We could also see Rainbow Curve from this point. That was the location in the mountains from which we had seen this meadow for the first time. I had also taken pictures of the meadow from Rainbow Curve.

We drove further east, out of the park, and into the outskirts of the town of Estes Park, soon after we left the meadows. Our motel turned out to be a charming place, sprawled out on a property beside the road, accessed by a short covered bridge over Fall River. The motel property also included a short trail beside the river. There was some exploration to be done the next morning.

After all the events of the previous day. including the late night, I was happy to end the activities of this day somewhat early. We headed out towards the center of Estes Park for dinner. Memories of our previous trip came flooding back as we entered the central area of town. It is a very touristy place, and not very inviting. There was no room at our first choice of restaurant this evening, but we did manage to find another nice place to eat. After dinner, we walked over to the river running behind the shops. Fall river feeds into the Big Thomson River in town. Big Thomson River also originates in the park, and it runs through the valley that we had seen from Forest Canyon Pullout earlier in the day.

After dinner, we took a detour to try to locate the motel we had stayed in during our previous trip. The mission was successful. We then drove back to our motel for a relaxed evening. I was able to crash out at a reasonable time.

We have managed to explore just a tiny part of what Rocky Mountain National Park has to offer during our two trips to the park. There is so much of hiking and exploration that remains to be done. Surely one must return!

A Day Of Travel And Adventure

This was probably the most eventful day of this whole trip. Our destination for the end of the day was Grand Lake (elevation 8369 feet), located at the western entrance to the Rocky Mountain National Park. There were a couple of options under consideration for the route to get us there. Either way, we would head out west into the mountains on Interstate-70 for the initial part of the drive, but once on the highway, there were two different options to consider to get us to Grand Lake. One route was shorter than the other. Our decision would depend on the time at our disposal. We ended up taking the longer route.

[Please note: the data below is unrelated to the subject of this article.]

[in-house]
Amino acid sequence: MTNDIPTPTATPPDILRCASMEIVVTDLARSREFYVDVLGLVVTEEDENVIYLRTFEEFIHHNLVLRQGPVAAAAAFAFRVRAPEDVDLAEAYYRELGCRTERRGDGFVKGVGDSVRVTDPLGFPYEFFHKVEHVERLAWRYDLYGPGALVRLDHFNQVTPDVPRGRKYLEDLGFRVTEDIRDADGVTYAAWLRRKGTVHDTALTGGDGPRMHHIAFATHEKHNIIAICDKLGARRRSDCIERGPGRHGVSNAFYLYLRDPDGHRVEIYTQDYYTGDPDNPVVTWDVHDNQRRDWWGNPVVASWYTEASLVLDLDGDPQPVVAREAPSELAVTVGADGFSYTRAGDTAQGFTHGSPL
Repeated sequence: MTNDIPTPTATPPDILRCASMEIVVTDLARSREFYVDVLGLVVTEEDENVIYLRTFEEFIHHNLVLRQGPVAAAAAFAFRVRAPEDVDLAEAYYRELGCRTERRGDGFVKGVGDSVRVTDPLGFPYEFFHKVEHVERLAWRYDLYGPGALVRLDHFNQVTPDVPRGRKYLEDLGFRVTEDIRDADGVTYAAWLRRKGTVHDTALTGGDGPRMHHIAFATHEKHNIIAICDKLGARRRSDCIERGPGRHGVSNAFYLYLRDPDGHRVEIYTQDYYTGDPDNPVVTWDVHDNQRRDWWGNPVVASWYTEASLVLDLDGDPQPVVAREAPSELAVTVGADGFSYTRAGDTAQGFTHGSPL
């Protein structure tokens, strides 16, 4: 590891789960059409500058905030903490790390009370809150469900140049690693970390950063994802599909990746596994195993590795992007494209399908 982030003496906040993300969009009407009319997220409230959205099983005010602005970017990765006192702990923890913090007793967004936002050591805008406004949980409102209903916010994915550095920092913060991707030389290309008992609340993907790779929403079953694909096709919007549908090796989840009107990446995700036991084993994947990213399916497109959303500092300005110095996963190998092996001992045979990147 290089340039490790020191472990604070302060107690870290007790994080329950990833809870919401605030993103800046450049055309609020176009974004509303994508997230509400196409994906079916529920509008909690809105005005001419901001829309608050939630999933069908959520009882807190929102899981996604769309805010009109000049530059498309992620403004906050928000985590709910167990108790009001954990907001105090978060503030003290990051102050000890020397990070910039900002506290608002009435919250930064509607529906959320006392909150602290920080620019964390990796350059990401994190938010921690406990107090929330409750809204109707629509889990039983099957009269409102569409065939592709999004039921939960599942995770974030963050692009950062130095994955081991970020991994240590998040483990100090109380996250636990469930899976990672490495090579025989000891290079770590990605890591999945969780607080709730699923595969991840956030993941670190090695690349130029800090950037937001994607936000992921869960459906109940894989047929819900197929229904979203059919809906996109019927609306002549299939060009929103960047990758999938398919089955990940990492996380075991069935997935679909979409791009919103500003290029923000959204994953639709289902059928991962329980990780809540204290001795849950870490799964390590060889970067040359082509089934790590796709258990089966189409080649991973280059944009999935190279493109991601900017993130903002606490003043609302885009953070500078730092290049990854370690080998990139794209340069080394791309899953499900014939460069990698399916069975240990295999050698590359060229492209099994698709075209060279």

Our first destination for the day, Mount Evans (elevation 14258 feet) had been chosen just the previous evening, at the last minute, after hearing about the plans that friends had to visit the place. They were going to try to see the sunrise. That was much too early for us. We could perhaps get to the Fourteener later in the morning. (My original thought had been to instead stop at Berthoud Pass, a pass that has been, and still is, notoriously difficult to traverse – on the shorter route to Grand Lake.)

The morning started just like the one before, with a sighting of the dawn.

We first stopped at the local AAA office near our hotel to get a paper map of Colorado in case we had networking and/or GPS issues during our travel. We also stopped at the Safeway grocery store for lunch items, and also for Dramamine for the road. After a check of tire pressures at the gas station, we were on our way!

We were still climbing into the mountains when we exited I-70 at Idaho Springs (elevation 7526 feet) and then headed southwest on highway 103 towards Mount Evans. After entering the park just beyond Echo Lake,we started our drive up the road to the top of the mountain. Wow, wow, wow! This road, about 14 miles long, tops off at 14,140 feet, near the top of Mount Evans – climbing into the open spaces of the alpine tundra, above the treeline, and traversing many spectacular mountain sides, clinging to the mountainsides, dangerously in some places, and even passing a beatiful mountain lake (a tarn), before reaching its destination. Note that Echo Lake, where the road starts its climb up the mountains is at only about 10,600 feet. This road to the top is claimed to be the highest paved road in North America (and 5th highest in the world). It is clear that the road is a difficult one to maintain. It is closed in winter. While climbing up the mountain, it quickly becomes a narrow road without a divider, with sections where vehicles have to pass each other with extreme caution. There is no protective wall on the side to prevent one from tumbling over the mountainside. The condition of the road as it passes Summit Lake is extremely poor, with huge potholes, and the pavement itself undulating up and down in a dangerous way. This section has to be passed very carefully.

We arrived at the parking area near the top of the mountain to find ourselves in a fog. The temperature had fallen quite significantly by now, and there was snow around us. There was an open structure beside the parking lot.

We explored this area quickly and used the restroom. There was an observatory nearby that we could not even see at that point. We then started climbing to the actual top of the mountain on foot. The conditions were a little dicey, but, having gotten this far, we were determined to finish this last section. I was having trouble breathing. I needed to take it slow and easy.